simple model. The mathematical equation used is as follows:
P= A
sx fa x Gtx effcell x effinvert (2)
where P is the electrical energy produced by photovoltaic (kWh), Asis the net area
of photovoltaic module (m2), Fais the fraction of surface area with active solar
cells, Gtis the total annual solar radiation energy incident on PV array (which is set
at 561 kWh.m–2), effcell is the semi-transparent BIPV facades module efficiency
(which is set at 12%) and effinvert is the inverter efficiency (which is set at 90%).
In order to verify the accuracy of the simple model, a set of commercially pro-
duced photovoltaic modules (for which the electrical characteristics were already
known) were simulated using both the equivalent one diode model and the simple
model, and the results were then compared. In total, simulations for 16 different
modules were carried out for the four different cardinal directions. The annual
electricity generation was simulated with EnergyPlus for both models
(EnergyPlus, 2011). The trend-line of 64 pairs of results for the simple and the
equivalent one-diode models were plotted in Microsoft Excel. The electricity gen-
eration for the simple model resulted in an R2correlation of 0.98. This shows that
the simple model has a good correlation and can be used in place of an equivalent
one-diode model.
3.3.2. Cooling load
The cooling load for the room can also simulated using EnergyPlus. For cooling
load, the study is interested in the cooling load affected by heat gain through the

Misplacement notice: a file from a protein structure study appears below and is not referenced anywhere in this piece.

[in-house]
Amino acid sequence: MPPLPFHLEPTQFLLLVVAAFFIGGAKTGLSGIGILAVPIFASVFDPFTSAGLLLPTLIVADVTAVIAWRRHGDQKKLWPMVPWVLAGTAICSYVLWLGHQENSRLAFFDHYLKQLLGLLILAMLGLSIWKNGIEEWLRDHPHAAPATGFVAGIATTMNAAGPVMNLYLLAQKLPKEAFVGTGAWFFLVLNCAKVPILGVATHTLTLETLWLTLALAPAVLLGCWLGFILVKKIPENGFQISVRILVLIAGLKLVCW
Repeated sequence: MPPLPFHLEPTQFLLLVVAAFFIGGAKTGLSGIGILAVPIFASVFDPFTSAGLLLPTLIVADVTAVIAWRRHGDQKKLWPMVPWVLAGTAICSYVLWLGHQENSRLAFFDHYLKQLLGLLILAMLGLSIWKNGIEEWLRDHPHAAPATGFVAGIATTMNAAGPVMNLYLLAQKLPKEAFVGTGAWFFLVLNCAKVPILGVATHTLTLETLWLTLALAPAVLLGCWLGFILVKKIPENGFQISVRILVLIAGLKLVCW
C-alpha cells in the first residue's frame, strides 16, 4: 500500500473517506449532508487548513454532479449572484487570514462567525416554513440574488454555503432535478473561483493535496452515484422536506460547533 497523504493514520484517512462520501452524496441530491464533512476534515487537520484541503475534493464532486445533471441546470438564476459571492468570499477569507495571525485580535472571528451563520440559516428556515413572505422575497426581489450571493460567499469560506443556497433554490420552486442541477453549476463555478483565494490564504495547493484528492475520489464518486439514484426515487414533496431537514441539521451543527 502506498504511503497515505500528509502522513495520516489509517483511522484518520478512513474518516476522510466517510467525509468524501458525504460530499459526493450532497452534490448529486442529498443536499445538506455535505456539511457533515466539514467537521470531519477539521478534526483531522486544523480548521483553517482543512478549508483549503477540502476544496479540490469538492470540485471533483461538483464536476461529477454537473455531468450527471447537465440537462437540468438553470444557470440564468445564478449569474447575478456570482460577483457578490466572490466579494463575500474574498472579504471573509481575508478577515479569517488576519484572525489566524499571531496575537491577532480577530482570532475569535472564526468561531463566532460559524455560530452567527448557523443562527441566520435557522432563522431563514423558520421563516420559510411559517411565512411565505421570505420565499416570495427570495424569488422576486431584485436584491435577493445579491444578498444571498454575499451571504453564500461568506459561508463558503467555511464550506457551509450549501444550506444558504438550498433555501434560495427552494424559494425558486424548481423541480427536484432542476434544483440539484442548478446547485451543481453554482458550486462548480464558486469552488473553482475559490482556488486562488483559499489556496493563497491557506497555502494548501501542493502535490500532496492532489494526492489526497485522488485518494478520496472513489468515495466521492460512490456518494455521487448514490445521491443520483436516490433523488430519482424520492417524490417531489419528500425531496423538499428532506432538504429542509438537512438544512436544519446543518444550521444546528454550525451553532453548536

semi-transparent BIPV facades hence internal heat gains from lights, equipment
and occupants have been set to 0. Default materials from the material library in
DIVA are used. With reference to Figure 1 (left), the walls, floor and ceiling are
assigned as “adiabatic” and spandrel glass panel are assigned as “opaque spandrel
glass”.
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A window module is defined to represent a typical 6mm thick clear glass win-
dow with U-value of 5.8, solar heat gain coefficient (SHGC) of 0.82 and visible
transmittance (VT) of 0.88 (Pilkington, 2010). For the photovoltaic cells, there are
two different approaches with different trade-offs between speed and accuracy.
The slower more accurate approach to modelling the PV cells is to assign them as
external shading elements. Each cell is assigned a solar reflectance of 0.1 and vis-
ible reflectance of 0.1. The amount of solar radiation affected by the shading from
photovoltaic cells is calculated for each photovoltaic cell and for each time-step
for an entire year in the simulation. Each time step calculation is different from the
next because each value is dependent on the time and location of the sun. A range
of 156 to 4224 photovoltaic cells with different patterns are input as external shad-
ing elements for each simulation. This large number of shading elements causes
the simulation to run relatively long, with the longest simulation taking approxi-
mately 30 minutes. This caused the optimisation of the base case, mentioned in
Section 1, to run for almost 14 days.